1. "The IAF has had a troubled run with its spare heavylift rotory wing capability………… helicopters will give IAF planners the kind of heavylift rotory wing flexibility"

    is it 'rotary'?

    "aerodynamic, performance and safety constraints on the CH-53 Super Stallion/Mi-26"

    Where did CH-53 super stallion come from? Why have you included it along with Mi-26?

    I believe the CH-53 super stallion was never even on offer list to India, so where did the "aerodynamic, performance and safety constraints on the CH-53 Super Stallion" come from?

    From the previous article: EXCLUSIVE: Indo-Israeli LRSAM Range Extended By A Third

    "Top Navy tell Livefist that while the 2nd Kolkata-class… "

    Is it "Top navy officials informed"?

  2. I still believe the Mi-26T2 was the right option for us.

    To your first point on "severe serviceability issues", we brought this helicopter around the time it came into service. It was a new product developed on design methodologies of the eighties era. The Mi-26 became fully operational in 1983, and in 1986 we bought the mi-26. We bought just after it became operational, this is not the case with CH-47.

    Right from that time, I haven't heard much of up-gradation or modernisation of the Mi-26 fleet. But over the decades the technology has evolved dramatically, and so did the CH-47 along with it. To say that Mi-26 has low serviceability rate by considering the modern CH-47 doesn't do justice to Mi-26. All the issues we had with older models of the mi-26 were addressed and the Mi-26 performance was greatly enhanced in the newer platforms. We have been using the Mi-26 for quite a long time, we already have all the necessary infrastructure in place for these helicopters, so the natural progression would have been the Mi-26T2. Now we have to create the infrastructure and train the concerned people in handling the all new platform which will add to the cost.

    I remember quite well watching a documentary on CH-47; where in the beginning, the CH-47 too had many issues. Many were quite sceptical about buying the helicopter. But as the development and design improved, it proved to be an asset. And since this very category deals with "heavy-lift", the CH-47 cannot lift as much cargo as the Mi-26.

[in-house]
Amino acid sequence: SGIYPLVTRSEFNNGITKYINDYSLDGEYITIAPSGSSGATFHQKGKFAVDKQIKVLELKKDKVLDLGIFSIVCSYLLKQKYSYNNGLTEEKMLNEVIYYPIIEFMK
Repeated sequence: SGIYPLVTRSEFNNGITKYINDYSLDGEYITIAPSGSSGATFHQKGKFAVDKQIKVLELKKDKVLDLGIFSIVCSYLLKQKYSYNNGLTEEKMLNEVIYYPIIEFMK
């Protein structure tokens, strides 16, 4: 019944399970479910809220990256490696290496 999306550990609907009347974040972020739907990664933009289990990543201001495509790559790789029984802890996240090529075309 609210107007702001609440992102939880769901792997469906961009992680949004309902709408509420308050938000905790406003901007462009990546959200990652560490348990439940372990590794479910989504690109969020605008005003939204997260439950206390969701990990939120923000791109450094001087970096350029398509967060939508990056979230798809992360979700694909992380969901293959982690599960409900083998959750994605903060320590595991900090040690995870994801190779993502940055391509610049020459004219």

As to your second point, the flight performance characteristics varies at different envelopes of altitudes. My question is, if the CH-47 can lift 'X' amount of cargo at very low altitudes, can it lift the same amount of cargo at the highest altitude it can fly? Or, can the CH-47 carry same load of cargo as the Mi-26T2 can lift at the highest altitude the Mi-26T2 can fly? For example, if the Mi-26T2 can fly only up to 4000m with around 2 tonnes of cargo, can the CH-47 fly to the same altitude with same load of cargo? I believe it cannot.

    To your points on the 'landing approach capability, centre of gravity envelope,higher degree of loading/unloading flexibility,significantly greater number of cargo/troops/equipment configurations,agility in the air,landing flexibility….'

    can we not employ the huge fleet of Mi-17's we already have for this? Doesn't the Mi-17's qualify to undertake operations on all the parameters mentioned above? They fit into all of the above parameters quite beautifully. The only question would be the load carrying ability of the Mi-17s at high altitudes. Since the Mi-17's too, can fly at high altitudes, I think we can employ these platforms, may be they may not carry as much cargo, but two to three sorties can be undertaken to deliver all the required cargo. Considering the Mi-17 are relatively inexpensive platform with low operating costs, I think even the costs will be lower for such operations. May be the realistic calculations on these may prove me wrong. But, I don't see how selecting the CH-47 over the Mi-26T2 tends to 'change the game'.

    Anyway, these are justy my views, happy if someone could point the inaccuracies in my view and point out in much detail why the CH-47 was a 'must have' for IAF.

  3. All said and done, the Mi-26 was called in to rescue a Chinook stranded deep in Afghan enemy territory by none other than the US Govt. Do google it up.

    I agree with the previous poster that the Chinook is not a necessary purchase. In terms of payload, it is more similar to the upgraded Mi-17 being bought in huge nos by the IAF (139 at last count) and the Chinook is not at all comparable to the Mi-26-in terms of payload. I agree on the lower serviceability of the Mi-26 but with the second gen Mi-26, this would have been resolved to a large extent.

    Also with the cost of 15 Chinooks-we would have been able to buy a minimum 30-45 Mi-26 helos. I am sure 30 Mi-26 helos would have provided more availability than 15 Chinooks.

    Would have been better if we bought 44 Apaches instead of the 22 as the Apaches genuinely provide a capability that the Russian platforms do not.